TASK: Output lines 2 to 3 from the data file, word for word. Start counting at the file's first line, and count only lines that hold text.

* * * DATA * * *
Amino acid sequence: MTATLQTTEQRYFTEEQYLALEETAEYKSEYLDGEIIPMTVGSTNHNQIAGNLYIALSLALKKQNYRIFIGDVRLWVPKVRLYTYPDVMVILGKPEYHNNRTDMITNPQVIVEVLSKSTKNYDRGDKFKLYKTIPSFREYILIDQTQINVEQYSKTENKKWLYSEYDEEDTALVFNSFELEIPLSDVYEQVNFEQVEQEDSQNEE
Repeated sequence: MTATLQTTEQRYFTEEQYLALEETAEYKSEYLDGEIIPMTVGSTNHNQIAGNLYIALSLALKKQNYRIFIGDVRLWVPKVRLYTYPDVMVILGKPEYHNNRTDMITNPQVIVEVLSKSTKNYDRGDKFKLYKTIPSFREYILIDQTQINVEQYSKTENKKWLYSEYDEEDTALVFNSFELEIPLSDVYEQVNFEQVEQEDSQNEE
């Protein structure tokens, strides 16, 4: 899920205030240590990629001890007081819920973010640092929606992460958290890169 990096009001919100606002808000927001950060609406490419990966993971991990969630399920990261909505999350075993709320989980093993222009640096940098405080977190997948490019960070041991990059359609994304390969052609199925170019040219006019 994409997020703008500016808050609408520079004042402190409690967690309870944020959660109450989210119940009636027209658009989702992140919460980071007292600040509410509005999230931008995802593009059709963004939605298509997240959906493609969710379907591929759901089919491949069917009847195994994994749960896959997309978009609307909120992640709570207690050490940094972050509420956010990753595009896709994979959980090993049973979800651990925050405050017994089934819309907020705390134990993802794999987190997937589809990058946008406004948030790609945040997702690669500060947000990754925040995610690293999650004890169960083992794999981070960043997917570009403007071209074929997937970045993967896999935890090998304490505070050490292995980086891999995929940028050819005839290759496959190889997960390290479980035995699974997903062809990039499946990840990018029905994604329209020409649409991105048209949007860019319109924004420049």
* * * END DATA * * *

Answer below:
Repeated sequence: MTATLQTTEQRYFTEEQYLALEETAEYKSEYLDGEIIPMTVGSTNHNQIAGNLYIALSLALKKQNYRIFIGDVRLWVPKVRLYTYPDVMVILGKPEYHNNRTDMITNPQVIVEVLSKSTKNYDRGDKFKLYKTIPSFREYILIDQTQINVEQYSKTENKKWLYSEYDEEDTALVFNSFELEIPLSDVYEQVNFEQVEQEDSQNEE
């Protein structure tokens, strides 16, 4: 899920205030240590990629001890007081819920973010640092929606992460958290890169 990096009001919100606002808000927001950060609406490419990966993971991990969630399920990261909505999350075993709320989980093993222009640096940098405080977190997948490019960070041991990059359609994304390969052609199925170019040219006019 994409997020703008500016808050609408520079004042402190409690967690309870944020959660109450989210119940009636027209658009989702992140919460980071007292600040509410509005999230931008995802593009059709963004939605298509997240959906493609969710379907591929759901089919491949069917009847195994994994749960896959997309978009609307909120992640709570207690050490940094972050509420956010990753595009896709994979959980090993049973979800651990925050405050017994089934819309907020705390134990993802794999987190997937589809990058946008406004948030790609945040997702690669500060947000990754925040995610690293999650004890169960083992794999981070960043997917570009403007071209074929997937970045993967896999935890090998304490505070050490292995980086891999995929940028050819005839290759496959190889997960390290479980035995699974997903062809990039499946990840990018029905994604329209020409649409991105048209949007860019319109924004420049």